TORONTO – Canadian technology originally developed years ago to enhance speech recognition is now being used by some of the world’s biggest beauty brands.
University of Toronto engineering professor Parham Aarabi designed lip-reading software more than a decade ago that initially garnered interest from the military community.
“The goal was to read lips and combine that with audio to do better speech recognition,” Aarabi said.
“The idea was that in certain environments — noisy environments or very far away from the person you’re trying to listen to — audio doesn’t work, so you have to use computer vision to read someone’s lips to guess what they might be saying.”
The technology worked about half the time, he said.
“You could eavesdrop on someone from very far away and based on the image zoomed in on their face guess as to what they were saying.”
But the algorithms he built to track contours of lips proved adept in the beauty industry.
That’s when his company, ModiFace, was born. The company grew slowly since launching in 2007.
Aarabi says the technology is now used by cosmetics companies from L’Oreal to Unilever and Yves Rocher for different applications, such as adding different shades of lipstick to an image of a face uploaded by a user.
About a year ago demand for ModiFace began to surge. At the time, he said, there were about 20 brands using the software.
Now, he said, 52 brands have licensed his technology that appears in more than 200 apps, with a total of more than 60 million downloads.
“I don’t know what the catalyst was, but everyone is rushing to have augmented reality as part of their apps, websites and retail solutions,” Aarabi said.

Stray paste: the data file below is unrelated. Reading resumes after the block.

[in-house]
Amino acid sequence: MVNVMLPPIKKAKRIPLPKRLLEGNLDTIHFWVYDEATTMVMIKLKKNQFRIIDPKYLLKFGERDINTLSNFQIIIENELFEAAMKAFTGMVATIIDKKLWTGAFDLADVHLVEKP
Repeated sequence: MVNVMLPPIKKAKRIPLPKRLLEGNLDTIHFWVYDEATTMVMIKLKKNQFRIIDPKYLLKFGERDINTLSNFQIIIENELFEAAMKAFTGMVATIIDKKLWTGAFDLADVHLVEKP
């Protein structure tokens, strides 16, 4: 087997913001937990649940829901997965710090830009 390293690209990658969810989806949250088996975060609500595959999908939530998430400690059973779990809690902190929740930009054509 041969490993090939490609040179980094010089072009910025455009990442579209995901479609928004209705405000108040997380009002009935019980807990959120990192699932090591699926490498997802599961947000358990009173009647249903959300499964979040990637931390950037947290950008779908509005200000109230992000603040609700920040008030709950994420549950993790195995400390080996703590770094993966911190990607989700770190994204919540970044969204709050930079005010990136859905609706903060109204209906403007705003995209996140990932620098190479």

He expects that total to double in the coming year.
It turns out his lip-reading software solved a long-standing problem.
“One of the biggest challenges in the beauty industry is that most people don’t know what product is best for them,” he said.
“The way the beauty industry has worked for a century is you’re shown what a model looks like and because it looks good on a model — or because the skin care makes the model look perfect by some definition of perfection — therefore this product must be the right product for you,” he said.
“What we found is that if we can show the product in a very realistic and truthful way to the consumer on their own image … it is substantially more effective as a marketing and educational tool than if you show an image of a model.”
In the next year or two Aarabi says his technology will allow customers to walk into a store, glance at a mirror and have different shades of lipstick on their reflection looking back at them.